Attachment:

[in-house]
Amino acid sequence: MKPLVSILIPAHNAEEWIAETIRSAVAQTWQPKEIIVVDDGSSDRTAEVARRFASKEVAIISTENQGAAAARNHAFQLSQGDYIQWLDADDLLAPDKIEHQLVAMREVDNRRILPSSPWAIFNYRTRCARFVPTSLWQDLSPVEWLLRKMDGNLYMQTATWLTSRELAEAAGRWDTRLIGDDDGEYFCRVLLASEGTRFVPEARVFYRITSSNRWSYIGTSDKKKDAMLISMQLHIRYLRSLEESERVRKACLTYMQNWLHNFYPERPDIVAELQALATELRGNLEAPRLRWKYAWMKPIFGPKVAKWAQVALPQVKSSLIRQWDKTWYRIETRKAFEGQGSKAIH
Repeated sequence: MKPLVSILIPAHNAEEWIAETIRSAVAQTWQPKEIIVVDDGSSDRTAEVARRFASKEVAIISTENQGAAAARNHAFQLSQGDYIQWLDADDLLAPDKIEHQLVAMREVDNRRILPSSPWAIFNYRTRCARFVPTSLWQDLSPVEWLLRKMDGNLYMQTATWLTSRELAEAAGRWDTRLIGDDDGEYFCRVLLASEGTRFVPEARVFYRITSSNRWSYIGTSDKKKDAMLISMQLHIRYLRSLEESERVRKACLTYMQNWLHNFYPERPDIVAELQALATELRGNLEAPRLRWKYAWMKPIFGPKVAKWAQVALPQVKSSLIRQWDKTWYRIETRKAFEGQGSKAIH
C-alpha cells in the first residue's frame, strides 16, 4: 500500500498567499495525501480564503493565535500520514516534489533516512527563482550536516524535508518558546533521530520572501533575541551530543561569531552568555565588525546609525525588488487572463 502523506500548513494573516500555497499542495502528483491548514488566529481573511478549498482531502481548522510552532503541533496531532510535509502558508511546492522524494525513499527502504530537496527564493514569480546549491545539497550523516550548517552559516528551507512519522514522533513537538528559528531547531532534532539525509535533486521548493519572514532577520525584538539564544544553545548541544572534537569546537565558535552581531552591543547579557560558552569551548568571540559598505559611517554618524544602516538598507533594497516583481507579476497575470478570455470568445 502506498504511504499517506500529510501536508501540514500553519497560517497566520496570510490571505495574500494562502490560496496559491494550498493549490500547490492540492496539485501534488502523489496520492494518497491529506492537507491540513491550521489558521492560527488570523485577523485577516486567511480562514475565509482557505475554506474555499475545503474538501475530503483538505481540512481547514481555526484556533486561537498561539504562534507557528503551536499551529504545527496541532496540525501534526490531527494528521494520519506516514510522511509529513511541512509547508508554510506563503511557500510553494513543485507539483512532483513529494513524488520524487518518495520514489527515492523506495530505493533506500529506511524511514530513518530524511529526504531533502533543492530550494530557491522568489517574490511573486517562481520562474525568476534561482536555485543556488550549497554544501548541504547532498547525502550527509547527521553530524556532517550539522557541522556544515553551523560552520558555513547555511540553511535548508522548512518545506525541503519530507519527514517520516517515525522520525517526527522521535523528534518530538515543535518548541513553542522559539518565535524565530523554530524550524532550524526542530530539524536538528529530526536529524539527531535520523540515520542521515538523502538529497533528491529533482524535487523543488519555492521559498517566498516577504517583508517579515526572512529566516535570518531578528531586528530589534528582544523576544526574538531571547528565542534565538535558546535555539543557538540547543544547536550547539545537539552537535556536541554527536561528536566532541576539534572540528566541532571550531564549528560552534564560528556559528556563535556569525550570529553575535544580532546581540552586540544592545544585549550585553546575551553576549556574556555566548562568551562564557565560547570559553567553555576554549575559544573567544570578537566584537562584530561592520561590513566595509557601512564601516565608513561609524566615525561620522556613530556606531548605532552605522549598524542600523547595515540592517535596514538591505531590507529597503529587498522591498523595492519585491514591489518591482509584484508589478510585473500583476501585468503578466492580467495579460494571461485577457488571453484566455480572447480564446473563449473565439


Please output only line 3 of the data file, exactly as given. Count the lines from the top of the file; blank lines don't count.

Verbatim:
Repeated sequence: MKPLVSILIPAHNAEEWIAETIRSAVAQTWQPKEIIVVDDGSSDRTAEVARRFASKEVAIISTENQGAAAARNHAFQLSQGDYIQWLDADDLLAPDKIEHQLVAMREVDNRRILPSSPWAIFNYRTRCARFVPTSLWQDLSPVEWLLRKMDGNLYMQTATWLTSRELAEAAGRWDTRLIGDDDGEYFCRVLLASEGTRFVPEARVFYRITSSNRWSYIGTSDKKKDAMLISMQLHIRYLRSLEESERVRKACLTYMQNWLHNFYPERPDIVAELQALATELRGNLEAPRLRWKYAWMKPIFGPKVAKWAQVALPQVKSSLIRQWDKTWYRIETRKAFEGQGSKAIH